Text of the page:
The great and good from the independent sector gathered at a Westminster education forum conference last week, and many were optimistic.
"In many ways, everything is quite peaceful," said Barnaby Lenon, chairman of the Independent Schools Council (ISC) and former headmaster of Harrow. "Peace and harmony for a little while – enjoy it while it lasts."
Chris King, current chairman of the Headmasters' and Headmistresses' Conference and head of Leicester Grammar School, added: "The political scene is as good as it possibly could be."
All this, of course, is thanks to Brexit, which has had the effect of driving almost every other subject off the agenda – and that included a whole lof of pressure planned to be placed on the independent sector courtesy of the now-dead schools green paper.
It is what most of the education world has been praying for for a long time: a moratorium on ideas and initiatives, which will enable teachers in both the state and independent sectors to get on with the job.
And there are even initiatives including both sectors working together that one can savour. For example, take the establishment of Holyport College in Berkshire, a new state boarding free school in partnership with Eton (one of the legacies from Tony Little's enlightened regime as head of that school).
Scratch the surface, though, and there may be trouble ahead for the independent sector – particularly with the recruitment of foreign students.
Many potential recruits, alientated from considering Britain by Brexit, are looking to countries such as Australia and New Zealand, and even Canada, the education system of which has had a rebirth courtesy of Donald Trump's accession to the US presidency and the perceived view that the US no longer welcomes foreigners.
The thing is, though, as last week's conference probed, the independent sector does not begin and end with the Etons and Harrows of this world, or indeed, the schools under the wing of the ISC, which are trusted to be inspected by their own independent inspection service. There are 1,100 schools outside its remit – largely made up of special schools and faith schools – and here the education on offer to their pupils can be a little bit more precarious.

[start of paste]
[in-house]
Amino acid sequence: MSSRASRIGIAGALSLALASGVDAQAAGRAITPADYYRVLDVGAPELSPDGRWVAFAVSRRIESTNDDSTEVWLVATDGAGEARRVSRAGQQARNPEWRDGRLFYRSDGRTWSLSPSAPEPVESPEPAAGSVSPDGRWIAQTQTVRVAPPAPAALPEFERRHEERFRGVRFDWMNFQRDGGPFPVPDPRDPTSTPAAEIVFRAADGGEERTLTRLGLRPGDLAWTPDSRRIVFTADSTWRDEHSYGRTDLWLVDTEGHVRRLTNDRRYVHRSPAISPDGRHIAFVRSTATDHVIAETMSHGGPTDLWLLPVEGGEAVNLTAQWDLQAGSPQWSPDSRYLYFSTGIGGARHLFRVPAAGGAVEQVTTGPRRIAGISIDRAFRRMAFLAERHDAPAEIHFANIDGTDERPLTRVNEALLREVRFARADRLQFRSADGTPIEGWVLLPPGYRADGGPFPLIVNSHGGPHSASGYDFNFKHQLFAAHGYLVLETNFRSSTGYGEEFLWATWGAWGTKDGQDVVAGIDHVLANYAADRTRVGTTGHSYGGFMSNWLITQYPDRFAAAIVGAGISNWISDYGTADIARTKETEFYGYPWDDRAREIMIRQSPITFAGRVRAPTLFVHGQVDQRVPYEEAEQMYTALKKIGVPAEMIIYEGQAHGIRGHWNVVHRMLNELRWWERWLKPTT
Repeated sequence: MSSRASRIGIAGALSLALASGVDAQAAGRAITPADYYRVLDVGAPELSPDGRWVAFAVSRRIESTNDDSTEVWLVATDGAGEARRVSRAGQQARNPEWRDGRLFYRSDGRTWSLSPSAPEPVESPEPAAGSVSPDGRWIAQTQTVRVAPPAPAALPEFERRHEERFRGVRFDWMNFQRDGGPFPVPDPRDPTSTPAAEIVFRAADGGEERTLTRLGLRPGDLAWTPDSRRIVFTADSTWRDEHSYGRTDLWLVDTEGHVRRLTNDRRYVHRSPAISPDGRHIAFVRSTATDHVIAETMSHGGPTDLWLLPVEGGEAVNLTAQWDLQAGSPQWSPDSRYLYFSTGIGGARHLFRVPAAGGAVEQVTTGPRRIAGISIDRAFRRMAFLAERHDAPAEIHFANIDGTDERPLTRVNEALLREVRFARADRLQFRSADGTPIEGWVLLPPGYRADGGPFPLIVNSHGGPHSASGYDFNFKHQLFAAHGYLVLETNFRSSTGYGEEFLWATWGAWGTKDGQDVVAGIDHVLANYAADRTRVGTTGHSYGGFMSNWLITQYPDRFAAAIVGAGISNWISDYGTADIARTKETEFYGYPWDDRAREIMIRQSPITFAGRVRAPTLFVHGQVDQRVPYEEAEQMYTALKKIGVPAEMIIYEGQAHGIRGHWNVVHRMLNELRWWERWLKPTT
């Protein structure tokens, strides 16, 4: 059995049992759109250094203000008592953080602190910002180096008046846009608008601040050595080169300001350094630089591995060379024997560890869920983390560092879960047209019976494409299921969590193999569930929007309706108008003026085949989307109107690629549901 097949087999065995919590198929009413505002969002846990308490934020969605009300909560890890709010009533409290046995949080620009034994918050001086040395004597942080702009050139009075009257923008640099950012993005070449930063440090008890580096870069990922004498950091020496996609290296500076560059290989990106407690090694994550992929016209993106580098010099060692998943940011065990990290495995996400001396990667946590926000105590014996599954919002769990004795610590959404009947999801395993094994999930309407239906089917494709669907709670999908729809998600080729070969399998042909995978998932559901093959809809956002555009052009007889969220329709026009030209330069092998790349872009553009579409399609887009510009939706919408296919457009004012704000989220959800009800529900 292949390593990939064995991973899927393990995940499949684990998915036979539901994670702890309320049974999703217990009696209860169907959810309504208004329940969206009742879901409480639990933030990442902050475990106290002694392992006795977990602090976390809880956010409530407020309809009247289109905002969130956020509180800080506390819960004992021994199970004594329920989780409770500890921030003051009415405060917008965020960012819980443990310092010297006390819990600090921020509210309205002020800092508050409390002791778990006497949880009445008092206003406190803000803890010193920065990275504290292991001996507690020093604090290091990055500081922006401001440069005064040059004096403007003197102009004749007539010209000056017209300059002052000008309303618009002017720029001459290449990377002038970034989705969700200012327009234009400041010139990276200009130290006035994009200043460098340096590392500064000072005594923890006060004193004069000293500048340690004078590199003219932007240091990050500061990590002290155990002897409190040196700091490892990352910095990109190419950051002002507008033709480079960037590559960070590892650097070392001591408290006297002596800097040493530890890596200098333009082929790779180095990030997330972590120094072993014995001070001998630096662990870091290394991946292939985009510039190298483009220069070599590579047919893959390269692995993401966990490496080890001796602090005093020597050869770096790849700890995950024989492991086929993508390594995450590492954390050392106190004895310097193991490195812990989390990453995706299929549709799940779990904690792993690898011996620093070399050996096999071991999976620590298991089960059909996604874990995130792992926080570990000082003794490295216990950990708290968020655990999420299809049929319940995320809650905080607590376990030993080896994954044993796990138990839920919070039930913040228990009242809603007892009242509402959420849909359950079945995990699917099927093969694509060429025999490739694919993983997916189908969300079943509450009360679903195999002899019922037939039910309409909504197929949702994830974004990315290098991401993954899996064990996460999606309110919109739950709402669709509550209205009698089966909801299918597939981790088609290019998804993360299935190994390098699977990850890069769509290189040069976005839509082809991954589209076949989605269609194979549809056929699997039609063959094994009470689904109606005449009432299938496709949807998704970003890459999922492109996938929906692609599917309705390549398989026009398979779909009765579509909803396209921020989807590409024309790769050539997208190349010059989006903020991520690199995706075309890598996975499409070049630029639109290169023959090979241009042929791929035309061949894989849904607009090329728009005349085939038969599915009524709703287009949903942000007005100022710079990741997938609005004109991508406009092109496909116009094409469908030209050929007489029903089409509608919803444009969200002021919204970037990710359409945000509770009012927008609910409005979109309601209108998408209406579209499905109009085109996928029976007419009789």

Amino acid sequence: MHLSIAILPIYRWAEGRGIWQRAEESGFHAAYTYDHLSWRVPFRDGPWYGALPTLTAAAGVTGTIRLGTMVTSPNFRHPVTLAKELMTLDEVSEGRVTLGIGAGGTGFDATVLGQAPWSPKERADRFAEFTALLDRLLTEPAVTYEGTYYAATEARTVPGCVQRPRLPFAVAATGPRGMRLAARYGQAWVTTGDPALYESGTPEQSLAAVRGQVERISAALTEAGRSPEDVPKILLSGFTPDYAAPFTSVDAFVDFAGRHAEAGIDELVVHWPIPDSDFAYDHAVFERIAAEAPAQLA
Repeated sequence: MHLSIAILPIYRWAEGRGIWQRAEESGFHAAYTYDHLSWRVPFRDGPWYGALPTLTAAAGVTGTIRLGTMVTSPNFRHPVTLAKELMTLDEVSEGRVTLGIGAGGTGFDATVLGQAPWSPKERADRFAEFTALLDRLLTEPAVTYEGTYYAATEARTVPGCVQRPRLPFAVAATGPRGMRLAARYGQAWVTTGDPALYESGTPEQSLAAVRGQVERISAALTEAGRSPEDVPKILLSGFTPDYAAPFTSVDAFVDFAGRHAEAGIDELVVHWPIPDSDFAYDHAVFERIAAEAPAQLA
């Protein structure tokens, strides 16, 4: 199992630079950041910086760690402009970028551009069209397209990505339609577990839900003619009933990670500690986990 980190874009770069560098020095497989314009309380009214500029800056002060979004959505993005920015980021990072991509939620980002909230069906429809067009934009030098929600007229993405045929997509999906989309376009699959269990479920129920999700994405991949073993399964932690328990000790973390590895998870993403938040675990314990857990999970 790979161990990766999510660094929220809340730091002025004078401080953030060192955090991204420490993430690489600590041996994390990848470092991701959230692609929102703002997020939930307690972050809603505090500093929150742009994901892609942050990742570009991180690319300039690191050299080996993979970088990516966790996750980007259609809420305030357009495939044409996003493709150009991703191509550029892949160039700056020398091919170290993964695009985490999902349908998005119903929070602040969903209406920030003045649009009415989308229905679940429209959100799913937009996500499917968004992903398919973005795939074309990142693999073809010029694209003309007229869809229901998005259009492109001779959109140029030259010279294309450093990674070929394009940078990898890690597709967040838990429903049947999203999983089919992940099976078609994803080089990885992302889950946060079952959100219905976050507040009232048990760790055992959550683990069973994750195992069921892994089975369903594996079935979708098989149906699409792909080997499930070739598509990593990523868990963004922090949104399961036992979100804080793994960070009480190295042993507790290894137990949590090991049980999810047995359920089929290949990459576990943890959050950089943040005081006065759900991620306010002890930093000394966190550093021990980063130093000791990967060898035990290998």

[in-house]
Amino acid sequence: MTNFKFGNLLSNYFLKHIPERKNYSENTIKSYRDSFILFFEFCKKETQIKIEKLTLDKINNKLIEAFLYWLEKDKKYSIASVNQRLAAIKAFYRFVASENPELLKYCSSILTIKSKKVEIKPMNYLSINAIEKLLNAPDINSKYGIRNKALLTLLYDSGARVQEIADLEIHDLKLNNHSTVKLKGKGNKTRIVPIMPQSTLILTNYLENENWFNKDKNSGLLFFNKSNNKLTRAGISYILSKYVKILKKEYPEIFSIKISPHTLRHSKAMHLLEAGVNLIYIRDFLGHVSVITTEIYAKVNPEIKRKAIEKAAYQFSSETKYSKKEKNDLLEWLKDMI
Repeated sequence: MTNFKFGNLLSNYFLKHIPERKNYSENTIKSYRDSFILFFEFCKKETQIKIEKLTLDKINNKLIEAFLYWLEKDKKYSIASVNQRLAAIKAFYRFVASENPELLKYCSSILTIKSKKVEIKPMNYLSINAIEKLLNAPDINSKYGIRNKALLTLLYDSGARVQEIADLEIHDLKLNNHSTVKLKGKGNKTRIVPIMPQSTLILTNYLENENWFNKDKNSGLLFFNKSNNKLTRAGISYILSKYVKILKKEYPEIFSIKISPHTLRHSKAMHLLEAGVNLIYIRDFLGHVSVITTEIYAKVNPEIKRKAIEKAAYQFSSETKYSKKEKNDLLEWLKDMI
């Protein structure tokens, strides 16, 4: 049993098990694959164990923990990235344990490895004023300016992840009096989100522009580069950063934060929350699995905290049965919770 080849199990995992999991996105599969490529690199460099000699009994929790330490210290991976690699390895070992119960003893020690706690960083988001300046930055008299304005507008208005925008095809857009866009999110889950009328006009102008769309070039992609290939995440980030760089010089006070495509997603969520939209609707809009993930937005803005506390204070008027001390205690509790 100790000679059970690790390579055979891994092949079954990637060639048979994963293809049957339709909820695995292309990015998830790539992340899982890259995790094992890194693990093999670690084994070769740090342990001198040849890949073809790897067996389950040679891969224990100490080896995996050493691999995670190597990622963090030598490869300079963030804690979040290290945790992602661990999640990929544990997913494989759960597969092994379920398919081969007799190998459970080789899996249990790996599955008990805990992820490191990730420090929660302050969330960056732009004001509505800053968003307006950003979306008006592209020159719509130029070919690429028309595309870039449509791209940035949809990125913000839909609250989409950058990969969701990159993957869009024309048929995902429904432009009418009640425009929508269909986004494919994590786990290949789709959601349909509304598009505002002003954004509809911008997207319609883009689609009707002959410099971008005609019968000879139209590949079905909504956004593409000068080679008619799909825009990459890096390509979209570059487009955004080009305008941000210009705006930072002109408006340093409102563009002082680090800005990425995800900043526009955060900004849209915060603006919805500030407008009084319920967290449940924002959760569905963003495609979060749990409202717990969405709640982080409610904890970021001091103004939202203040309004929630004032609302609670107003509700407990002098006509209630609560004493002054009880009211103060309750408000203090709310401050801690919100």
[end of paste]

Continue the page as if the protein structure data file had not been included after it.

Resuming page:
Take the recent court case involving a Muslim faith school whose policy in segregating boys and girls was recently declared illegal.
According to Philippa Darley, in charge of independent and unregistered schools at education-standards watchdog Ofsted, about 20 schools will have to review their policies in the light of that ruling.
She also revealed that the number of schools classified as good in this part of the sector has fallen from 75 per cent to 68 per cent. Of those declared inadequate, 80 per cent have a safeguarding issue.
Those attending the conference reflected that the benign climate enjoyed by ISC schools at the moment will not last forever. The emergence of a Jeremy Corbyn-led government, for instance, could mean more pressure on them to justify their charitable status.
And the statistics from Ofsted should act as a warning to anyone who harbours a "private good, public bad" approach.
In other words, the joyous stance being shown by some in the independent sector is not universal.
Richard Garner was education editor of The Independent for 12 years, and previously news editor of Tes. He has been writing about education for more than three decades
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